from Brenda in Hove, UK: Time to show up

Rural community in Northern KwazuluNatal, South Africa

20 May. My son, Ian, lives in South Africa, inland from Durban on the East Coast in the province of KwaZulu Natal. It is a spectacular part of the country which is rich in beautiful landscapes. It has many conservation areas, game parks and nature reserves which are visited by people from all over the world – or used to be, at least. Like other countries, South Africa has been in lock-down and there is certainly no tourism. South Africa had 67 million international visitors in 2018 and their contribution to GDP was estimated at 8.5% and growing.

It is not difficult to imagine what this has done to the people who depend on tourism for their livelihoods – no more real than in rural communities far away from cities and adjacent to the wildlife reserves that serve as employers to the local communities and through which tourists used to pass.

Last week Ian, a part time expedition member with the Kingsley Holgate Foundation, joined Kingsley and several others who have started a movement called “Feeding the Wildlife Communities”(http://www.kingsleyholgate.com) to deliver 4.5 tonnes of food to communities in very remote areas who are suffering terribly under the COVID lockdown conditions that currently grip South Africa.

The 3 tonnes was purchased from the Potchefstroom Chamber of Commerce and the remaining 1.5 tonnes generously donated by the DO MORE foundation (part of RCL foods). https://domore.org.za/ 

The journey was a 1200 km round trip that took them up to northern KwaZulu, Natal, right on the border of Mozambique and Swaziland distributing food along the way. When Ian told me about it, I have to say I was beside myself with anxiety. I remembered a time when there was a horrendous flood in the province and my sons were teenagers and volunteered with the Red Cross to collect and distribute clothes and food – and had to be accompanied by armed soldiers. The thought of a few Land Rovers laden with food destroyed my sleep for the weekend.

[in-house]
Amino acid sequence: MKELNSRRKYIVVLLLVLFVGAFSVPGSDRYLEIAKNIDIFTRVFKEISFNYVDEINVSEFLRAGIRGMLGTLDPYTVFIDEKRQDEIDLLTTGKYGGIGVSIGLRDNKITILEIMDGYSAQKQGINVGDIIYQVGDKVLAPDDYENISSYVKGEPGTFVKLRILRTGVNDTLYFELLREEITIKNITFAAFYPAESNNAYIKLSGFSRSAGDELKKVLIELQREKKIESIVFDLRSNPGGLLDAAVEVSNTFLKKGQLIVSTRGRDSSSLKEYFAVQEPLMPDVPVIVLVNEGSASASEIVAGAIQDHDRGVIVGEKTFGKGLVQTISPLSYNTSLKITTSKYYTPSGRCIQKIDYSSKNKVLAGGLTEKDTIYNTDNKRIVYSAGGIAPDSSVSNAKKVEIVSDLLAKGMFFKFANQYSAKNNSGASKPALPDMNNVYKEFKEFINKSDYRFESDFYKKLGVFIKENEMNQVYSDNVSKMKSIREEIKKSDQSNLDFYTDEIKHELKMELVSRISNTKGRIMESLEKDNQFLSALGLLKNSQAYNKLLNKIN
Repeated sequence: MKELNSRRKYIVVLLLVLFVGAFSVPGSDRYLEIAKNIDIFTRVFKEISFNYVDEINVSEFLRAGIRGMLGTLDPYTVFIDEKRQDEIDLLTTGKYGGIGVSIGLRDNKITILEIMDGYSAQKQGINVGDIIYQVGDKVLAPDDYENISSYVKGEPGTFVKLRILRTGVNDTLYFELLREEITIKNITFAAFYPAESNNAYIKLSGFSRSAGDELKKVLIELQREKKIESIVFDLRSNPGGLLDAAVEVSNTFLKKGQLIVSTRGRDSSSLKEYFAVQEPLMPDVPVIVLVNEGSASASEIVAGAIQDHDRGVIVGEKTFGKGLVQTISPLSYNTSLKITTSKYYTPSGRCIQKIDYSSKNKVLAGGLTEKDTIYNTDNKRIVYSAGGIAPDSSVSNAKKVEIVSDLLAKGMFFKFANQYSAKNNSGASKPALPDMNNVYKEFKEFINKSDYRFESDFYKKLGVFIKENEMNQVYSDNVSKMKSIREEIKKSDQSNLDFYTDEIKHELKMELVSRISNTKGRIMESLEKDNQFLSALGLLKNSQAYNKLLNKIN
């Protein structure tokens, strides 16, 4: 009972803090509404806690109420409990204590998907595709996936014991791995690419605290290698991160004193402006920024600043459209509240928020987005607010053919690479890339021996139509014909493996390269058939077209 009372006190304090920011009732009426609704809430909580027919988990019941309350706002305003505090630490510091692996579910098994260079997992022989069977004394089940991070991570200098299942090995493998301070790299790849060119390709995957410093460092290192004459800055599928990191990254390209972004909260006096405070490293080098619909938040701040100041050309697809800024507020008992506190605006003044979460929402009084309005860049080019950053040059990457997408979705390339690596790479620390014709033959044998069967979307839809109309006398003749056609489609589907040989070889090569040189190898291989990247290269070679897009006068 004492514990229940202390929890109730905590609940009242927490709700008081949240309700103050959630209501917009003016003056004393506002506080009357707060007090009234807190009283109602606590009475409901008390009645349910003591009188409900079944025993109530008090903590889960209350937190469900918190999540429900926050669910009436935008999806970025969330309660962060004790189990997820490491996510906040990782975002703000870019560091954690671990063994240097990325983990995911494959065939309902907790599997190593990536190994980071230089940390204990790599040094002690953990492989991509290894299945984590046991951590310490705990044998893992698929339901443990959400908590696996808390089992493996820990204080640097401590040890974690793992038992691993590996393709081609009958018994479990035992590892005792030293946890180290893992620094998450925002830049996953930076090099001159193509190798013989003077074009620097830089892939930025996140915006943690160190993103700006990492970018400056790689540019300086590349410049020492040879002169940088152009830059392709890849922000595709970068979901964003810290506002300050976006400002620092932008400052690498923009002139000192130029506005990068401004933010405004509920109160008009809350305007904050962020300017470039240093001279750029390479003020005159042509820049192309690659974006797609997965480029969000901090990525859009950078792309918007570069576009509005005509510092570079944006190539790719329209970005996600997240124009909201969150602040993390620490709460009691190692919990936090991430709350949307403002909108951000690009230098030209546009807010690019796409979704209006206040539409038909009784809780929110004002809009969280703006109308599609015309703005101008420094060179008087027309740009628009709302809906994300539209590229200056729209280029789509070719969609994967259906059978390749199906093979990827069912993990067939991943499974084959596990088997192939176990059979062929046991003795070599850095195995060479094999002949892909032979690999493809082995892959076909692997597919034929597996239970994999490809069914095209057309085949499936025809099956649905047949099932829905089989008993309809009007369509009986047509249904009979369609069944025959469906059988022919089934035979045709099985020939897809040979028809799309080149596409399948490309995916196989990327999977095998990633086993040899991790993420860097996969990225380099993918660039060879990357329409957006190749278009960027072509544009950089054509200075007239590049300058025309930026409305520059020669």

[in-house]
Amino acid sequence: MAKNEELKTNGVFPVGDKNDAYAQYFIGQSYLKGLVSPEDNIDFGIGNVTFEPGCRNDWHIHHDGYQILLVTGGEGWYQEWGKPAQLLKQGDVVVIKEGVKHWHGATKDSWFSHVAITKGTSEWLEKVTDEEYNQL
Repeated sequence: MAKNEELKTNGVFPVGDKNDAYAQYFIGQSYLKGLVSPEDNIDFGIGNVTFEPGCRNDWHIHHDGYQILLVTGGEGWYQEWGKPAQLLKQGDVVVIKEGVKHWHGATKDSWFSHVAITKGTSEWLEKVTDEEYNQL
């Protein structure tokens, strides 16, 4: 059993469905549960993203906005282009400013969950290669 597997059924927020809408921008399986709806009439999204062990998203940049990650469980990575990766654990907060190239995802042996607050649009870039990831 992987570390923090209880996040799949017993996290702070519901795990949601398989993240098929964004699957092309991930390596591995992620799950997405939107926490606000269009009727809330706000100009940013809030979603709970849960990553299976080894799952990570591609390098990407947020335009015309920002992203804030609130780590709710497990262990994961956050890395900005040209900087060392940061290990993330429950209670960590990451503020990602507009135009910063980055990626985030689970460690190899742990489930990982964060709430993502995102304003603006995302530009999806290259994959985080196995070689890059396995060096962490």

Coolest kid ever

I should have known better. These are not amateurs. The team had already done two initial runs and set up a system through local indunas (elders in a tribe and in positions of authority). They were expecting the convoy and were prepped ahead of time so that when the convoy arrived, the local induna who received the parcels did so accompanied by five witnesses, and distribution was an orderly exercise. Everyone wore masks – and just as well in more ways than one. Ian said he was overcome by the levels of poverty and sheer despair.

School house – without a roof

It turned out that it wasn’t only food that was a problem. Right near the distribution point was a school: walls, windows, floors, roof beams – but no roof! A tornado had torn it off and much that was inside as well as the schooling was thrown into disarray. Ian is passionate about early learning (ages 0-6) and his company, Barrows, are much engaged in printing and distributing educational materials into this space.

Ian went straight into fund-raising mode.

https://www.givengain.com/cc/feeding-the-wildlife-community/

Readers who are interested need to put ‘SCHOOL ROOF’ in the narrative box (and the Rand exchange rate is at an all-time high – so a little goes a long way). I was so pleased to at least do something.